Just over a quarter of a century ago, it seemed, you couldn’t buy interest in the international history of the American Civil War. American scholars appeared especially uninterested in a subject that, as Don Doyle’s splendid new book reveals, is ripe with possibility.
Reconstructing Democracy: Grassroots Black Politics in the Deep South after the Civil War / Justin Behrend
For the past five years, American historians have been knee-deep in the American Civil War. The 150th anniversary of this historical moment has brought on a deluge of writing on the subject; an exhilarating, exhausting experience. A mountain of work on the war now strains already groaning library shelves. The result, however, has yielded some surprises.
Interpreting African-American history at historic sites is an essential but often complicated task. This timely and important volume seeks to improve and suggest successful plans for historical interpretation, and contains nearly two dozen essays spanning from the colonial period to the 21st century.
Across the 17th century, more than 350,000 English people went to America. Yet many, if not most of those who went brought with them a keen sense of their bringing ‘Englishness’ with them, rather than transforming into ‘Americans’. Emigrants travelled to the New World for a variety of reasons.
It was hardly to be expected that the sesquicentennial might come and go without the Civil War’s most preeminent historian offering his thoughts on the subject, and James McPherson has not let us down. Not that The War that Forged a Nation is in any direct sense a comment on or reaction to the sesquicentennial; it is neither.
Democracy’s Muse: How Thomas Jefferson Became an FDR Liberal, a Reagan Republican, and a Tea Party Fanatic, all the while being Dead / Andrew Burstein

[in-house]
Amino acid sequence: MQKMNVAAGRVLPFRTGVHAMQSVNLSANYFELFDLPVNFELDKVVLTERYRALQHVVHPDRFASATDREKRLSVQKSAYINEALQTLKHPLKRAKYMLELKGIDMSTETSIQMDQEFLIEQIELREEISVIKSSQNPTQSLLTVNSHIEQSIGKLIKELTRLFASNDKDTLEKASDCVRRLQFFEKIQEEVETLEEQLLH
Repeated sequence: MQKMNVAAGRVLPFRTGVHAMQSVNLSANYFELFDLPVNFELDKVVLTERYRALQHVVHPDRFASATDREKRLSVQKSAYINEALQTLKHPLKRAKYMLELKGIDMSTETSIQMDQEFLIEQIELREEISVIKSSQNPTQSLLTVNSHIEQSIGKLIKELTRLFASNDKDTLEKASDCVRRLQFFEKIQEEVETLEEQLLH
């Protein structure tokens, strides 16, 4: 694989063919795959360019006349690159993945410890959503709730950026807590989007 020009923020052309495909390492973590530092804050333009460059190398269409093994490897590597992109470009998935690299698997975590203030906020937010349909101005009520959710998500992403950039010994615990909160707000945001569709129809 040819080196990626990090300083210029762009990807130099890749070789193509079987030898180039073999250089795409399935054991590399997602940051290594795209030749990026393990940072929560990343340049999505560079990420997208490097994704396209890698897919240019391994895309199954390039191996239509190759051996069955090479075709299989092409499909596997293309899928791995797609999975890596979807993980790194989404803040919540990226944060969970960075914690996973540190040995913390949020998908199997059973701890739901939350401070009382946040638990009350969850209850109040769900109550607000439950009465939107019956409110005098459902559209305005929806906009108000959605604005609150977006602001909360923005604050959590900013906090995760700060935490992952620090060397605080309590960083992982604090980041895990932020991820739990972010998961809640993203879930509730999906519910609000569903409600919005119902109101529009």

In one of his last letters to his neighbor and confidant, Thomas Jefferson asked James Madison ‘to take care of me when dead’.(1) Jefferson, like most of the ‘founding fathers’ thought deeply about his legacy and place in history. He spent hours arranging his papers for posterity and composed a memoir of sorts, the ‘Anas’, in an effort to set the record straight.
With this volume, John Van Atta has achieved an excellent synthesis of the best recent scholarship relevant to the Missouri Crisis.
Liberty and Coercion: The Paradox of American Government from the Founding to the Present / Gary Gerstle
Gary Gerstle’s Liberty and Coercion is a tour de force account of American governance that manages to survey the chronological and geographical breadth of US history with a judicious depth of precise detail and example.
The American Civil War led directly to the passage of the 13th Amendment and the abolition of chattel slavery in the United States. How that happened and why it took so long has been a matter of dispute ever since.
Addressing America: George Washington’s Farewell and the Making of National Culture, Politics, and Diplomacy, 1796-1852 / Jeffrey J. Malanson
In February 1862, the Pennsylvanian Republican John W. Forney read aloud George Washington’s ‘Farewell Address’ on the Senate Floor. The occasion? It was the 130th anniversary of the first President’s birth. Each year the United States Senate continues to observe Washington’s Birthday in the same manner, alternating between speakers from each party.